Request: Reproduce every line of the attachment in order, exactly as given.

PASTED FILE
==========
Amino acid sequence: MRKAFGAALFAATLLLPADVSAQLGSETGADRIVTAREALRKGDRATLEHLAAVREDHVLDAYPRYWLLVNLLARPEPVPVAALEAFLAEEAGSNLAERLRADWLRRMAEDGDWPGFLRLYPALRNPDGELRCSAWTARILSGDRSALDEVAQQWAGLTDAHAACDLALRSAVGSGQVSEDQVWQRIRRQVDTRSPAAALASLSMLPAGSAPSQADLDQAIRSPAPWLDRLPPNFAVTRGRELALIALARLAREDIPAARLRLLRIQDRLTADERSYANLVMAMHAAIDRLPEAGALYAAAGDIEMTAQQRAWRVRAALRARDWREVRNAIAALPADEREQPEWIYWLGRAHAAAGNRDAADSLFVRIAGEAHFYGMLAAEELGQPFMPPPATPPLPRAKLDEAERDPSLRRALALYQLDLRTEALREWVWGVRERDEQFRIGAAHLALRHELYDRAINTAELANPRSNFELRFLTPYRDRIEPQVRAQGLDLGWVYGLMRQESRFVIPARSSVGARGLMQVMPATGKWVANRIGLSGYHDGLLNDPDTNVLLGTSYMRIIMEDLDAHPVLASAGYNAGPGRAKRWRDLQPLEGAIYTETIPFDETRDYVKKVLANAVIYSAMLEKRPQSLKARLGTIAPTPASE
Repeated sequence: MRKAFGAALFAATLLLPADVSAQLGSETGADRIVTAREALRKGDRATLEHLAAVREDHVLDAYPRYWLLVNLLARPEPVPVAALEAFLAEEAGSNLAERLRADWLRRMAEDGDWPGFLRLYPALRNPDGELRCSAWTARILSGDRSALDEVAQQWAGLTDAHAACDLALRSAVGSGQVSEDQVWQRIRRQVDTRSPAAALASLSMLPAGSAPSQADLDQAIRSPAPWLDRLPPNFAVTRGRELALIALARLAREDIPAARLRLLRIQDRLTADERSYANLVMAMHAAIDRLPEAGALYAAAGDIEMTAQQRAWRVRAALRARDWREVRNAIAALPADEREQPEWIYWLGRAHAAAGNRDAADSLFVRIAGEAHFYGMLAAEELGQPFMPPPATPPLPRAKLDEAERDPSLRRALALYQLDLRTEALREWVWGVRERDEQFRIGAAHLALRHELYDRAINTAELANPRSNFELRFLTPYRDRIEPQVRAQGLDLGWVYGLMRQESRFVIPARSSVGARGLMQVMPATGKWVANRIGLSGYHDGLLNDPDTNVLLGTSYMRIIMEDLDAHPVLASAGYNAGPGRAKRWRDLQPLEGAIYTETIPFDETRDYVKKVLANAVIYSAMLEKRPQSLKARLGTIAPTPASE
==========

Amino acid sequence: MRKAFGAALFAATLLLPADVSAQLGSETGADRIVTAREALRKGDRATLEHLAAVREDHVLDAYPRYWLLVNLLARPEPVPVAALEAFLAEEAGSNLAERLRADWLRRMAEDGDWPGFLRLYPALRNPDGELRCSAWTARILSGDRSALDEVAQQWAGLTDAHAACDLALRSAVGSGQVSEDQVWQRIRRQVDTRSPAAALASLSMLPAGSAPSQADLDQAIRSPAPWLDRLPPNFAVTRGRELALIALARLAREDIPAARLRLLRIQDRLTADERSYANLVMAMHAAIDRLPEAGALYAAAGDIEMTAQQRAWRVRAALRARDWREVRNAIAALPADEREQPEWIYWLGRAHAAAGNRDAADSLFVRIAGEAHFYGMLAAEELGQPFMPPPATPPLPRAKLDEAERDPSLRRALALYQLDLRTEALREWVWGVRERDEQFRIGAAHLALRHELYDRAINTAELANPRSNFELRFLTPYRDRIEPQVRAQGLDLGWVYGLMRQESRFVIPARSSVGARGLMQVMPATGKWVANRIGLSGYHDGLLNDPDTNVLLGTSYMRIIMEDLDAHPVLASAGYNAGPGRAKRWRDLQPLEGAIYTETIPFDETRDYVKKVLANAVIYSAMLEKRPQSLKARLGTIAPTPASE
Repeated sequence: MRKAFGAALFAATLLLPADVSAQLGSETGADRIVTAREALRKGDRATLEHLAAVREDHVLDAYPRYWLLVNLLARPEPVPVAALEAFLAEEAGSNLAERLRADWLRRMAEDGDWPGFLRLYPALRNPDGELRCSAWTARILSGDRSALDEVAQQWAGLTDAHAACDLALRSAVGSGQVSEDQVWQRIRRQVDTRSPAAALASLSMLPAGSAPSQADLDQAIRSPAPWLDRLPPNFAVTRGRELALIALARLAREDIPAARLRLLRIQDRLTADERSYANLVMAMHAAIDRLPEAGALYAAAGDIEMTAQQRAWRVRAALRARDWREVRNAIAALPADEREQPEWIYWLGRAHAAAGNRDAADSLFVRIAGEAHFYGMLAAEELGQPFMPPPATPPLPRAKLDEAERDPSLRRALALYQLDLRTEALREWVWGVRERDEQFRIGAAHLALRHELYDRAINTAELANPRSNFELRFLTPYRDRIEPQVRAQGLDLGWVYGLMRQESRFVIPARSSVGARGLMQVMPATGKWVANRIGLSGYHDGLLNDPDTNVLLGTSYMRIIMEDLDAHPVLASAGYNAGPGRAKRWRDLQPLEGAIYTETIPFDETRDYVKKVLANAVIYSAMLEKRPQSLKARLGTIAPTPASE